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Which is UK’s best team in history





 

 

July and August in Kentucky is keep-the-pot-boiling time for basketball fans.

At Louisville, Russ Smith has signed an NBA contract. And, college basketball’s premier coach, Mike Krzyzewski, weighed in about UofL joining the ACC. “Louisville brings the ACC a great brand. This is one that will make headlines in business journals.”

At Western Kentucky U., Jeff Brohm is revving up the Hilltopper football fan base with emphasis on recruiting in-state players. What to watch: Brohm landing a quarterback the caliber and quality to match that of his coach.

At the University of Kentucky, 75 student- athletes made the SEC’s First-Year Academic Honor Roll for 2014. The list included Dominique Hawkins and Dakari Johnson, who are majoring in communications, and Derek Willis and Marcus Lee, majoring in undergraduate studies. The Honor Roll is based on grades from fall 2013 and 2014 spring terms.

Summer ball in Big Blue Nation brings projections, debate, argument, (diplomatic of course) and comparisons for season 2014-15.

A non-partisan measure of how special Kentucky’s team could be: Willie Cauley Stein, Alex Poythress and Marcus Lee will come off the bench.

UK fans on Internet sites have already forgotten the eat-crow of the 40-and-oh rant a summer ago, The new buzz: Will our Mc- Donalds All-American-decorated Wildcats this season be best in UK history?

Whoa.

A 30-something age limit can dim a look into history. The comparison makers here settled on the 1996 NCAA championship winner. A better question for would be: In its glorious history, which is Kentucky’s best basketball team ever?

Tripwire word here is team. An NCAA title banner is not necessary.

Best Team(s) ever from here: 1. Rupp’s Runts ( 1965- 66), 2. Fabulous Five (1948-49), and the first team to play in Memorial Coliseum, the 1950-51 Wildcats squad that finished 32-2.

Stars of those teams? Look ‘em up.

World Cup to Germany

Around the planet this week, Germans are in rejoicing mode, waving the homeland flag.

On behalf of the not-so-soccereducated observers among us, congratulations to Germany for its newest World Cup title to go with wins in 1954, 1970 and 1990.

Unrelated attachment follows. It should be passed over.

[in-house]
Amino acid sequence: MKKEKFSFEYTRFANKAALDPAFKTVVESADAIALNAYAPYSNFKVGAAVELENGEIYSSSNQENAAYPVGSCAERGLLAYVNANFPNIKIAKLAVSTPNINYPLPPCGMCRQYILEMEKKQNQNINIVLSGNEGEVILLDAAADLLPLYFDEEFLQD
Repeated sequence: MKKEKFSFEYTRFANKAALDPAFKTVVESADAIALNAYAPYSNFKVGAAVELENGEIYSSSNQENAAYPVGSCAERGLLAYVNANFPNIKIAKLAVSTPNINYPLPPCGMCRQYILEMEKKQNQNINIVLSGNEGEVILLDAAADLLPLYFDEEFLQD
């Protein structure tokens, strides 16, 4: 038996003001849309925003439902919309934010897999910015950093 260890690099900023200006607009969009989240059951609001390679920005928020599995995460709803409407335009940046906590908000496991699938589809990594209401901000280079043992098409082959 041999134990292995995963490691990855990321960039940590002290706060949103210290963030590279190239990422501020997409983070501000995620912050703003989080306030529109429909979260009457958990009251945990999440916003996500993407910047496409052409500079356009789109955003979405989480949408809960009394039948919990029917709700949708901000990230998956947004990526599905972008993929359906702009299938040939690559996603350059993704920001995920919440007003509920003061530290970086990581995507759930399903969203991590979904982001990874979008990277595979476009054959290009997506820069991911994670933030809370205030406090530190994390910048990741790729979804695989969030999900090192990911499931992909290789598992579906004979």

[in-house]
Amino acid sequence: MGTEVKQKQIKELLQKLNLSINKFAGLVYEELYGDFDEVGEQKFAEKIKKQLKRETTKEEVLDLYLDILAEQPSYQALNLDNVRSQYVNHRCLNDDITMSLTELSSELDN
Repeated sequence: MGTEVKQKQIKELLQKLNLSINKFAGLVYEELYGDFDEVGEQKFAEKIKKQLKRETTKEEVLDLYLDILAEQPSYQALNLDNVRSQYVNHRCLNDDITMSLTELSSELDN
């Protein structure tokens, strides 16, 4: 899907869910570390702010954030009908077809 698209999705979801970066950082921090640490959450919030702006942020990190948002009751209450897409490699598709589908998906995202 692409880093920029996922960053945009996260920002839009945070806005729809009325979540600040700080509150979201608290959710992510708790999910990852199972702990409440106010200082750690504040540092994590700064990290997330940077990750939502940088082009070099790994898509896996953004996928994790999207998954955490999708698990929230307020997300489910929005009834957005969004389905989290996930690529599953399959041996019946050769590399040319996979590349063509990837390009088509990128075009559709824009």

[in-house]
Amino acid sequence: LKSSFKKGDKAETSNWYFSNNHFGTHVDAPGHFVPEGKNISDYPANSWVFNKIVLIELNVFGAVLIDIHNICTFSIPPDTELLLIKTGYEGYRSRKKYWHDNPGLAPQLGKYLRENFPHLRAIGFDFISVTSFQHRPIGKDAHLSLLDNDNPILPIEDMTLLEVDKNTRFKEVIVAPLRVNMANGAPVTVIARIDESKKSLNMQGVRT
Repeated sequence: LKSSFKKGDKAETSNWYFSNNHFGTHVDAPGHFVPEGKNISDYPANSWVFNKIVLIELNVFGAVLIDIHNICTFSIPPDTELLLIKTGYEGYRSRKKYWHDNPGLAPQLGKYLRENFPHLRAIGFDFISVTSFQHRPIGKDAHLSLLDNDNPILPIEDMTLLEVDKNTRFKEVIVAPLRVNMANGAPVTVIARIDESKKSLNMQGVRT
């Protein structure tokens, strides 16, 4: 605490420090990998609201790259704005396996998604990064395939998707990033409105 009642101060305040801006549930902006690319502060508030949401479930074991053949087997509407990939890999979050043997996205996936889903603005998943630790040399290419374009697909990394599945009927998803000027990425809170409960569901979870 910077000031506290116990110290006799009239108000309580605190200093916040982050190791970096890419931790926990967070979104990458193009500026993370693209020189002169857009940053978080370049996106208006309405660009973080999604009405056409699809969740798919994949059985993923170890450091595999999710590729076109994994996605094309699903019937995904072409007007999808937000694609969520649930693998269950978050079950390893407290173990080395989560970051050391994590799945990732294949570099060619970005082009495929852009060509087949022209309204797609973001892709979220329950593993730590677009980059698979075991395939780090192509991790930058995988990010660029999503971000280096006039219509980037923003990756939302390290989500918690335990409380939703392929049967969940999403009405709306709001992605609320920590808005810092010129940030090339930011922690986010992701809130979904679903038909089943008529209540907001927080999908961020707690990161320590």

With all due respect to soccer fans, an e-mail received Monday reflects the emotion of most Americans, I think.

“I’m sorry. I tried to watch the World Cup Championship (Sunday). I watched and watched and watched and nobody scored. I finally gave up. I saw later that Germany scored in the 113th minute to win. Good. I just cannot watch it. Boorrrrinnng!”

5.5 Football Wins

Kentucky’s football team will win five-and-a-half games this season, says ESPN.

Tennessee-Martin, Ohio, Vanderbilt and Louisiana-Monroe. The half? Seems to be first two quarters in Knoxville on November 15.

“… next-best (UK) win possibility,” the writer said, “is 37.9 percent at Tennessee.”

Hmmm.

The worth-repeating assessment here is number five. Coming off back-to-back 2-10 seasons, five wins, four at Commonwealth Stadium in the season’s first half, should keep attendance numbers up for visiting Mississippi State and Georgia in the second half.

Still, Vanderbilt and Louisiana Monroe present an interest dynamic each.

The Commodores have crushed Kentucky the last two seasons.

La-Monroe returns 17 starter, nine on defense from a 6-6 season.

Calipari Q’s

Kentucky basketball coach John Calipari put forth 20 questions he believes a high school prospect should ask his prospective college coach.

Most are typically self-serving, but these are worth repeating. v How many players have graduated from your program over the last four to five years? v How many of your players were insured through the disability program last season? If none were, why not? v Where does your Academic Progress Rate retention rank among other schools?

Correction

Kentucky football all-stater Damian Harris attends Madison Southern, not Madison Central as was mentioned in this space.

Among My Favorites Dept.

Friday (July 11) marked the 54th anniversary for publication of To Kill A Mockingbird. A novel by Harper Lee published in 1960 is, according to a literary poll done five years ago, best novel of all time. To date, Mockingbird has sold more than 30 million copies worldwide.

This week, a new book, The Mockingbird Next Door: Life with Harper Lee, is on the market. Written by Marja Mills, the book, as is the original To Kill A Mockingbird, is available in e-book form.

It is these words from Harper Lee not long ago that touched my heart.

“I never expected any sort of success with Mockingbird,” she wrote. “I sort of hoped someone would like it enough to give me encouragement.”

And so it goes.


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